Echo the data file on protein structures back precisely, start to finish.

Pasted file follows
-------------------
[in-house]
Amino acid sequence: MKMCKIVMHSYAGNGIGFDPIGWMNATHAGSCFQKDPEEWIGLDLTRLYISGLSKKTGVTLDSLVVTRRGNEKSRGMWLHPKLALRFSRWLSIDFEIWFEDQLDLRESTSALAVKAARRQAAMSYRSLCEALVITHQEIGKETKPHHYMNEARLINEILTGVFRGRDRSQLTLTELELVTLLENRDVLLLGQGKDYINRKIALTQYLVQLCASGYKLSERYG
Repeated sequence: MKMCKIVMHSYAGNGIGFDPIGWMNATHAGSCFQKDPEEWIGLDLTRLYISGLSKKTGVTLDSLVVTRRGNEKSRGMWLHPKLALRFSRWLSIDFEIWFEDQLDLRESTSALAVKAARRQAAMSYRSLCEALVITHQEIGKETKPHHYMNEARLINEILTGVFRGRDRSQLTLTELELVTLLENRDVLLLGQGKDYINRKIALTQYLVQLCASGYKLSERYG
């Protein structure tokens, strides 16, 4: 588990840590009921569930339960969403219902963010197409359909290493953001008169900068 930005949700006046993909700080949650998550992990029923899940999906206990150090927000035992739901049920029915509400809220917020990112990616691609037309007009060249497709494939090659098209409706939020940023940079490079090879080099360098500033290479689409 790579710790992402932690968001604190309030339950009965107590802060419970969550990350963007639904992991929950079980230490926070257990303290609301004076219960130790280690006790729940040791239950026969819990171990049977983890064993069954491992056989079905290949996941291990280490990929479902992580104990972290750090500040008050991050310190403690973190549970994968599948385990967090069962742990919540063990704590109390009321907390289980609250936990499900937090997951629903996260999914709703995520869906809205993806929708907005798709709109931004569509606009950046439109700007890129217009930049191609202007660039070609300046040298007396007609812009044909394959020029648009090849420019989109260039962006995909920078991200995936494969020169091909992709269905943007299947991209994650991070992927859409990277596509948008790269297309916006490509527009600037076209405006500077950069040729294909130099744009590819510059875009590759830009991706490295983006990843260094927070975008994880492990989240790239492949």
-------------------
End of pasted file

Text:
[in-house]
Amino acid sequence: MKMCKIVMHSYAGNGIGFDPIGWMNATHAGSCFQKDPEEWIGLDLTRLYISGLSKKTGVTLDSLVVTRRGNEKSRGMWLHPKLALRFSRWLSIDFEIWFEDQLDLRESTSALAVKAARRQAAMSYRSLCEALVITHQEIGKETKPHHYMNEARLINEILTGVFRGRDRSQLTLTELELVTLLENRDVLLLGQGKDYINRKIALTQYLVQLCASGYKLSERYG
Repeated sequence: MKMCKIVMHSYAGNGIGFDPIGWMNATHAGSCFQKDPEEWIGLDLTRLYISGLSKKTGVTLDSLVVTRRGNEKSRGMWLHPKLALRFSRWLSIDFEIWFEDQLDLRESTSALAVKAARRQAAMSYRSLCEALVITHQEIGKETKPHHYMNEARLINEILTGVFRGRDRSQLTLTELELVTLLENRDVLLLGQGKDYINRKIALTQYLVQLCASGYKLSERYG
């Protein structure tokens, strides 16, 4: 588990840590009921569930339960969403219902963010197409359909290493953001008169900068 930005949700006046993909700080949650998550992990029923899940999906206990150090927000035992739901049920029915509400809220917020990112990616691609037309007009060249497709494939090659098209409706939020940023940079490079090879080099360098500033290479689409 790579710790992402932690968001604190309030339950009965107590802060419970969550990350963007639904992991929950079980230490926070257990303290609301004076219960130790280690006790729940040791239950026969819990171990049977983890064993069954491992056989079905290949996941291990280490990929479902992580104990972290750090500040008050991050310190403690973190549970994968599948385990967090069962742990919540063990704590109390009321907390289980609250936990499900937090997951629903996260999914709703995520869906809205993806929708907005798709709109931004569509606009950046439109700007890129217009930049191609202007660039070609300046040298007396007609812009044909394959020029648009090849420019989109260039962006995909920078991200995936494969020169091909992709269905943007299947991209994650991070992927859409990277596509948008790269297309916006490509527009600037076209405006500077950069040729294909130099744009590819510059875009590759830009991706490295983006990843260094927070975008994880492990989240790239492949």